The thriving economy in Charlotte, N.C., is creating new opportunities for businesses in the area. However, transforming those opportunities into sustainable growth requires planning and expertise, both inside your business and from your lender. In this Q-and-A, SunTrust’s Charlotte Region President John Reid talks about how taking a new approach to borrowing is essential to smart growth, how Charlotte-based businesses are fueling expansion and how to make sure you get the right lending solution for your business.
Q: What are the major economic trends you see in the Charlotte region today?
A: Charlotte is a healthy, thriving economy. It’s growing and becoming more diverse. Traditionally, the biggest employers in our region have been the hospitals and the banks, which continue to be very large employers. And yet we’re also seeing more diversity in our economy. Service businesses and energy companies are growing, and even manufacturing businesses are seeing revitalization. Some businesses are moving their headquarters here, all of which makes it a great place to work and live.
Q: How do those trends affect businesses in the area that are looking to expand?
A: Companies may start considering new factors as they look to deliver growth. From an organic perspective, they may take on a new market or develop a new product. Or, they could be looking at acquisitions. Either way, they need to understand where they’re going and how they can get there.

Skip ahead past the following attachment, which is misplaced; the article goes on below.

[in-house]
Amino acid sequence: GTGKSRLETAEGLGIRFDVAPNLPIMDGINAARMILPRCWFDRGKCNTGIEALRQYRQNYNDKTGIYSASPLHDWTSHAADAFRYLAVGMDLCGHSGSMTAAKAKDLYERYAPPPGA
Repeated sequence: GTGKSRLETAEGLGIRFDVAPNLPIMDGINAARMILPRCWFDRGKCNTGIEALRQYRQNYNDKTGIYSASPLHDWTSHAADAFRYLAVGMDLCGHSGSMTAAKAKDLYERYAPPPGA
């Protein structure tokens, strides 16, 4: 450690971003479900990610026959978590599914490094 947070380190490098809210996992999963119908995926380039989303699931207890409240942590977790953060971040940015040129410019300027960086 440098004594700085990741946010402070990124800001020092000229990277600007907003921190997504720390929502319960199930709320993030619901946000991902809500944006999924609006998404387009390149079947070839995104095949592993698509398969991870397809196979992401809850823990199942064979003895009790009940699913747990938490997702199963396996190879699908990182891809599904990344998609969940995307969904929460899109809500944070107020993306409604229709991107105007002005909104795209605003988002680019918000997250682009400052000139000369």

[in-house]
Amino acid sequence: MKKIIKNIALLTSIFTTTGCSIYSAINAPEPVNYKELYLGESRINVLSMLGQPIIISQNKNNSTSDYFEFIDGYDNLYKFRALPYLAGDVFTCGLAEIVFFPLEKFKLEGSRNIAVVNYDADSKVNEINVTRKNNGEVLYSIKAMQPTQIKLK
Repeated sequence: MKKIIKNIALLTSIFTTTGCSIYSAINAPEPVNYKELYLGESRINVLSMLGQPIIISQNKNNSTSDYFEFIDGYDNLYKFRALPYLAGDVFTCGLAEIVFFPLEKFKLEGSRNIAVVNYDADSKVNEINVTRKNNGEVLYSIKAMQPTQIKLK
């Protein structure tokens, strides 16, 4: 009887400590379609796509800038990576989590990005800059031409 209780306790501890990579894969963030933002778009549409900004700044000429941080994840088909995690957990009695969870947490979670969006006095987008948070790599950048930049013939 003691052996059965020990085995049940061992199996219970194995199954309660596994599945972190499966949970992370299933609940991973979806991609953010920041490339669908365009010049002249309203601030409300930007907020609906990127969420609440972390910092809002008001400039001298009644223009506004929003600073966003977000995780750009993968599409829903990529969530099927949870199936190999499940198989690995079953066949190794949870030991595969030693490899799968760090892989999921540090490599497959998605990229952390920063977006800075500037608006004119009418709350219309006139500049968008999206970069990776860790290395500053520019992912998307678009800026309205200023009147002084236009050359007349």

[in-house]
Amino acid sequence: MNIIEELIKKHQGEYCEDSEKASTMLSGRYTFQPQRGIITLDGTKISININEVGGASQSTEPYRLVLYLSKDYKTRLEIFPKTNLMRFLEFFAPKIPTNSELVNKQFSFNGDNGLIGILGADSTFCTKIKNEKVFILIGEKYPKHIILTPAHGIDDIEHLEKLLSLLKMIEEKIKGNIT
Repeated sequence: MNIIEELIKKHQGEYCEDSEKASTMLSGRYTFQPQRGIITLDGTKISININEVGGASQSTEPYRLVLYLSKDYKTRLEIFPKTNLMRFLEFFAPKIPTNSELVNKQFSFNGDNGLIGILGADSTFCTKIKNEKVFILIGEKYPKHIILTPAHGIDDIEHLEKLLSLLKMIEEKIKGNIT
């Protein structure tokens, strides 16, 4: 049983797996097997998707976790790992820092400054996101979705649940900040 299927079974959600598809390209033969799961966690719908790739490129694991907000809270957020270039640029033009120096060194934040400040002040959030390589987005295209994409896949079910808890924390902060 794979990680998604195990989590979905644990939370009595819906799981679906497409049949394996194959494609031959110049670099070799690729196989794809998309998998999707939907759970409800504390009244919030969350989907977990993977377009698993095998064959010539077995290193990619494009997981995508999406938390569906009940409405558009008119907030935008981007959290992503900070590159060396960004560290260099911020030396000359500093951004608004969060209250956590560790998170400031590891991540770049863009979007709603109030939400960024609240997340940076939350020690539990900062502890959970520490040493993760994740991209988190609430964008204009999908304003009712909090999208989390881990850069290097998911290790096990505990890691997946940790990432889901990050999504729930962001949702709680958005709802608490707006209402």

A key element of any long-range business plan is a capital strategy. Having a banking partner that thinks about the company’s longer-term goals and offers proactive solutions to reach them will help the business execute on that strategy. If companies are having that sort of dialogue and they know what capital is available to them, they can more confidently execute their strategy.
Q: What questions should business leaders ask themselves as they prepare to seek financing?
A: Any time someone is leveraging their business or taking on debt, whether for a complex transaction for an acquisition or for a Small Business Administration (SBA) loan on the smaller end of the market, there is risk. Therefore, it’s crucial that clients have a firm grasp on their strategy and plan. Modeling and forecasting are important. They should ask: How do I think the business is going to perform? If we do this, what will change? Is this debt or acquisition ultimately going to enhance the value of the business? Or, is it going to put too much risk on my business? If that’s the case, they might want to modify or re-think the decision.
Q: What role do banking partners play in executing on long-term plans?
A: Traditional commercial banking has often been a reactive order-taking proposition, with bankers going out to businesses and seeing if they could make a loan or take some deposits. Now, we’re working with a new model, one that’s more proactive. We ask ourselves, ‘How do we have more of a strategic dialogue around what they are trying to accomplish?’ Our purpose at SunTrust is to light the way to financial well-being and help clients achieve smart growth. That starts with having a conversation with business owners about their plans, their goals, their needs and then providing proactive advice.